Hazards Associated With Heat And Cold Stress, And The Ways To Reduce The Effects Of Overexposure

Hazards Associated With Heat And Cold Stress, And The Ways To Reduce The Effects Of Overexposure

Temperature Extremes

A change in body temperatures due to extreme work environmental conditions can lead to stress or illness from heat and cold. If not treated in time, both heat and cold stress can develop into life-threatening situations.

  • Heavy work in high temperatures can cause muscle cramps, dehydration, sudden collapse, and unconsciousness.
  • Cold temperatures can lead to fatigue, irregular breathing, confusion, and loss of consciousness (hypothermia).

The table below shows some common heat and cold injuries on a construction site.

Heat IllnessesCold Illnesses/Injuries
Heat RashFrost Nip
FaintingImmersion injury (Trench Foot)
Heat ExhaustionFrostbite
Heat StrokeHypothermia
Heat Cramps 

Hot Working Conditions

For a hot environment

The following conditions can occur if a worker is exposed to hot temperatures:

Heat exhaustion – can result in headaches, dizziness, light-headedness, weakness, mood changes, feeling sick to your stomach, pale clammy skin, vomiting, and fainting.

Heatstroke – leads to dry, pale skin, mood changes, seizure, collapse, and possible death.

Follow these safe work practices when working in hot temperature conditions.

  1. Seek medical help for cold- and heat-related stresses.
  2. Lower the employee’s body temperature in heat-related conditions.
  3. Perform work during cooler times of the day.
  4. Use the “buddy” system (work in pairs).
  5. Drink plenty of cool water in warm, hot weather.
  6. Wear appropriate clothing (hat and light, loose-fitting, breathable clothing).
  7. Apply sunscreen on sunny days.
  8. Take frequent, short breaks indoors to cool off.
  9. Educate employees to recognize and seek medical help for workers that have symptoms of heat-related stresses.

Cold Working Conditions

For a cold environment

Cold working conditions can also cause problems for construction workers. For example, rain, snow, sleet, and other wet and windy conditions can be unbearable for extended periods of time.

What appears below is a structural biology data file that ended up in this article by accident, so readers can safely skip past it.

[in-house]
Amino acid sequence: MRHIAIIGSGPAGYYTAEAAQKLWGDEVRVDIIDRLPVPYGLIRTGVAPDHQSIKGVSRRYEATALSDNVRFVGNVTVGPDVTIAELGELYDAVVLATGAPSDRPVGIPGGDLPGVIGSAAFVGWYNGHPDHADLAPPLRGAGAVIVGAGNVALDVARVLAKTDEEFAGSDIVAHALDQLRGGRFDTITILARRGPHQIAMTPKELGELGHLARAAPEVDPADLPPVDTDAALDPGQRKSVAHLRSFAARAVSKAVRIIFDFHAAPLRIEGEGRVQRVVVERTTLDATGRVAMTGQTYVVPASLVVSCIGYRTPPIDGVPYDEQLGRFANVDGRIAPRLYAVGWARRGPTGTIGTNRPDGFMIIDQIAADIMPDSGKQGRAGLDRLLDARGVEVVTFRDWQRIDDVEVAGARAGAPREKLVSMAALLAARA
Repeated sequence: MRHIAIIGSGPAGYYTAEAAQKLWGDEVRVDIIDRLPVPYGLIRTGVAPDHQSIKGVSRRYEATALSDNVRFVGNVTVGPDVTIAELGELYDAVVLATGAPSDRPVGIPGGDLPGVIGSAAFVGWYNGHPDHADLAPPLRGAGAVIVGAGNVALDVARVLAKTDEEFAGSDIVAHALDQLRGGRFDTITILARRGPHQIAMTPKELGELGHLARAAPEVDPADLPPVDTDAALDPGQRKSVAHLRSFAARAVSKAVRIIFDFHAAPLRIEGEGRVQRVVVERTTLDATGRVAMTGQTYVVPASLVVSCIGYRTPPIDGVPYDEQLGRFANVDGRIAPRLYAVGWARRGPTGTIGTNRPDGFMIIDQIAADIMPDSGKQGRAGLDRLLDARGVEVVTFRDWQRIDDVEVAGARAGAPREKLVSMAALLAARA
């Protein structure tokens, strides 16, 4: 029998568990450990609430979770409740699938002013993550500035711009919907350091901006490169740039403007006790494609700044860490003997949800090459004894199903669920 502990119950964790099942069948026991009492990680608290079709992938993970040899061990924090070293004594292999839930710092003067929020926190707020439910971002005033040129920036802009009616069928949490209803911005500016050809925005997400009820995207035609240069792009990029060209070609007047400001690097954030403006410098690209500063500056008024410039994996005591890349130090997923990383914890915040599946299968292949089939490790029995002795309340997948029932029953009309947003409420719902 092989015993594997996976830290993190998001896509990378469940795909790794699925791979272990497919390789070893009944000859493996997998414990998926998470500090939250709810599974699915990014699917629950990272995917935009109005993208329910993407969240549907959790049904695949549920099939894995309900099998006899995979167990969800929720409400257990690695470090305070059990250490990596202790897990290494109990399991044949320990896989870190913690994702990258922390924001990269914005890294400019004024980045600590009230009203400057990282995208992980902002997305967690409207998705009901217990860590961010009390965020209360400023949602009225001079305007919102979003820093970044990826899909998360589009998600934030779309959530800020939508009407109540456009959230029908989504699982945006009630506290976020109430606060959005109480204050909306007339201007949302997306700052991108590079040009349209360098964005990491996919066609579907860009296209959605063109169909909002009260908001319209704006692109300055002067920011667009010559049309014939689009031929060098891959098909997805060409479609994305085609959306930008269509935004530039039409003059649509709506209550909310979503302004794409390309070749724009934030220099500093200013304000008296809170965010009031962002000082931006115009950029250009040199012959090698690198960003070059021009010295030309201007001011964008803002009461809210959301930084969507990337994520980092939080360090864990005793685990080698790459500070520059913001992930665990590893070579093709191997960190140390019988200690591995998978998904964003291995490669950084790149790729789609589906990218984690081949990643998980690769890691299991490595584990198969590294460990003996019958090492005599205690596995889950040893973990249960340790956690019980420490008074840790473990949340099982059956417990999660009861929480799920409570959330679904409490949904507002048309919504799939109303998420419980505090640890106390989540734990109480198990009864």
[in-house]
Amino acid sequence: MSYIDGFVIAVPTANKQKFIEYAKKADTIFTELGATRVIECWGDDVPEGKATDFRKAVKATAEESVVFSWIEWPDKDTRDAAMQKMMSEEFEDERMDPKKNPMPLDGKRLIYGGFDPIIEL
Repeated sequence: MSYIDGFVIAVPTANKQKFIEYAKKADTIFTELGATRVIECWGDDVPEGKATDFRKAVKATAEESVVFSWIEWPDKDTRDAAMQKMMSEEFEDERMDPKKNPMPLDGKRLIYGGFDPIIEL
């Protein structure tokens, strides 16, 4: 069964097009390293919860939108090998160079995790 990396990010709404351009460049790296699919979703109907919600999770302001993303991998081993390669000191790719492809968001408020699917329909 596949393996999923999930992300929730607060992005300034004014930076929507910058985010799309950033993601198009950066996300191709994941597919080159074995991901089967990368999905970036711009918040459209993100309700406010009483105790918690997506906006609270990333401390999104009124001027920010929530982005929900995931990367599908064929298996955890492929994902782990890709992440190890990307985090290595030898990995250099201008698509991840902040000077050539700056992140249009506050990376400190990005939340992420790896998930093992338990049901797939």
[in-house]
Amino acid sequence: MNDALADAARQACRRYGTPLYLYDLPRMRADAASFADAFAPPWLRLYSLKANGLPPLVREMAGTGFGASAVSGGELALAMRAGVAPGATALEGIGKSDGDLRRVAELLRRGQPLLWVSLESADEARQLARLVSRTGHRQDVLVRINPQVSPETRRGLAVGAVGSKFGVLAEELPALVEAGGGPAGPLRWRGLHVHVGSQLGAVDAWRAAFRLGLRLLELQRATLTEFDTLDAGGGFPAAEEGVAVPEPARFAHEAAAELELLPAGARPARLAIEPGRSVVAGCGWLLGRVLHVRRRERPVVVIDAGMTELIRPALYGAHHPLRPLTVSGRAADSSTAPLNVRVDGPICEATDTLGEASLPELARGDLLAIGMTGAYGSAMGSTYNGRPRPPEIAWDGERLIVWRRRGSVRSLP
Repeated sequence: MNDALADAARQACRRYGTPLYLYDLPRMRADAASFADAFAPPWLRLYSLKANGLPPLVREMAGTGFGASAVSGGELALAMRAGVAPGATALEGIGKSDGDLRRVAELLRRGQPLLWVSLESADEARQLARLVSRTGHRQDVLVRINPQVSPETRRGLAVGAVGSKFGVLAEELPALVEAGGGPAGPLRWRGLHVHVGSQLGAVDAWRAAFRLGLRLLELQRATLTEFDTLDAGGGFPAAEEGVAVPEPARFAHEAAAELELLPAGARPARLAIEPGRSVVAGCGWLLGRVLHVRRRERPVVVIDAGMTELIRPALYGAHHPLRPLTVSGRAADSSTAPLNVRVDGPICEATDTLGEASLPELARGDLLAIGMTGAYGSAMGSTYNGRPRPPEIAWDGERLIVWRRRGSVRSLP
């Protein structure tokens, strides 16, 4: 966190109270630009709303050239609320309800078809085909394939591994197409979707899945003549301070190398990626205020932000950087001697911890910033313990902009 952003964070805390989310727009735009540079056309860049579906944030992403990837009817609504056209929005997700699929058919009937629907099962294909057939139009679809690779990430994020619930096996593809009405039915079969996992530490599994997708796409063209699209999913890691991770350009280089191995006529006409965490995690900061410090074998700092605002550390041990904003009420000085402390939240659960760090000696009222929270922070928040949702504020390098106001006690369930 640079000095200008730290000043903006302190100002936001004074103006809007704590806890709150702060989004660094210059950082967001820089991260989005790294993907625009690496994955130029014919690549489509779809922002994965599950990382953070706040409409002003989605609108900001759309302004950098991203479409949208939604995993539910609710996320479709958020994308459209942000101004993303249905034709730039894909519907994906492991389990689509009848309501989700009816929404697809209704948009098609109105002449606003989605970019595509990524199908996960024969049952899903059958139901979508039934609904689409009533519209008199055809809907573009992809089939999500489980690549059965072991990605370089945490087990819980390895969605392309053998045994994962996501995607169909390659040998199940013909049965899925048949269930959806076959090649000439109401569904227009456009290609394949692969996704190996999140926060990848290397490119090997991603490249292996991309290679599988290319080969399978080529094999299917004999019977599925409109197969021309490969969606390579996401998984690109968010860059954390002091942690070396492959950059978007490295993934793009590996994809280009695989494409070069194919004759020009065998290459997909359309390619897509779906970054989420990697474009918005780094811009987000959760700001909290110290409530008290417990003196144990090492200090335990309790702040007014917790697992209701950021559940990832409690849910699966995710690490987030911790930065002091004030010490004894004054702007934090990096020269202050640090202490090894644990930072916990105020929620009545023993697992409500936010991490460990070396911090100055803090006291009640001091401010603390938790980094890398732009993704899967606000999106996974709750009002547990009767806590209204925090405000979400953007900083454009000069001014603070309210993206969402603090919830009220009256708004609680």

The following conditions can occur if a worker is exposed to cold temperatures:

  • Frostbite is the freezing of deep skin tissue layers and leads to hardening and numbing of the skin. It usually affects the fingers, hands, toes, feet, ears, and nose.
  • Hypothermia occurs when the body’s temperature falls below 95 degrees F. The person becomes tired and drowsy, begins to shiver uncontrollably, moves clumsily, and is irritable and confused. As the hypothermia progresses, the victim’s speech becomes slurred, his or her behavior may become irrational, and unconsciousness and full heart failure can occur.

Follow these safe work practices when working in cold temperature conditions.

  • Seek medical help for cold-related stresses.
  • Raise the employee’s body temperature in cold-related conditions to prevent the progression of symptoms.
  • Schedule work during appropriate times of the day.
  • Perform work during the warmer times of the day.
  • Use the “buddy” system (work in pairs).
  • Do not drink alcoholic beverages in cold weather.
  • Drink warm beverages in cold weather.
  • Wear appropriate clothing (warm, layered clothing, including hat and gloves). Pay special attention to protecting feet, hands, face, and head. Up to 40 percent of body heat can be lost when the head is exposed.
  • Take frequent, short breaks to warm up.
  • Avoid exhaustion or overworking, because energy is needed to keep muscles warm.
  • Educate employees to recognize and seek medical help for workers that have symptoms of cold-related stresses.

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